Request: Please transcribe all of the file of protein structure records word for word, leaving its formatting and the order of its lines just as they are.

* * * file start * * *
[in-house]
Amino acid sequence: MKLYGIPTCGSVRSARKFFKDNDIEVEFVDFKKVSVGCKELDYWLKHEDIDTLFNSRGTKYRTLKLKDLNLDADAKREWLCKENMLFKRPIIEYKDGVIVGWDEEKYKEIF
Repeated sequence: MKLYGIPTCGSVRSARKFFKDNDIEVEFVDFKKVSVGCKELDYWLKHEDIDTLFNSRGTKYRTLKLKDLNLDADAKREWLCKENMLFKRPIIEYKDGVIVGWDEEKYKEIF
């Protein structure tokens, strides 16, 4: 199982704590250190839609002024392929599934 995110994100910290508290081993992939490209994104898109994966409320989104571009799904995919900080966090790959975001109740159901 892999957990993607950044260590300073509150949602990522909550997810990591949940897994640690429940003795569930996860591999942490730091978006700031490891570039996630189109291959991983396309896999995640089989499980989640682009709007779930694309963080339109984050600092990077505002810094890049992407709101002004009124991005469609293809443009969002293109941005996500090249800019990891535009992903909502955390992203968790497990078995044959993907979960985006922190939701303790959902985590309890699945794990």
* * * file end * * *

[in-house]
Amino acid sequence: MKLYGIPTCGSVRSARKFFKDNDIEVEFVDFKKVSVGCKELDYWLKHEDIDTLFNSRGTKYRTLKLKDLNLDADAKREWLCKENMLFKRPIIEYKDGVIVGWDEEKYKEIF
Repeated sequence: MKLYGIPTCGSVRSARKFFKDNDIEVEFVDFKKVSVGCKELDYWLKHEDIDTLFNSRGTKYRTLKLKDLNLDADAKREWLCKENMLFKRPIIEYKDGVIVGWDEEKYKEIF
């Protein structure tokens, strides 16, 4: 199982704590250190839609002024392929599934 995110994100910290508290081993992939490209994104898109994966409320989104571009799904995919900080966090790959975001109740159901 892999957990993607950044260590300073509150949602990522909550997810990591949940897994640690429940003795569930996860591999942490730091978006700031490891570039996630189109291959991983396309896999995640089989499980989640682009709007779930694309963080339109984050600092990077505002810094890049992407709101002004009124991005469609293809443009969002293109941005996500090249800019990891535009992903909502955390992203968790497990078995044959993907979960985006922190939701303790959902985590309890699945794990």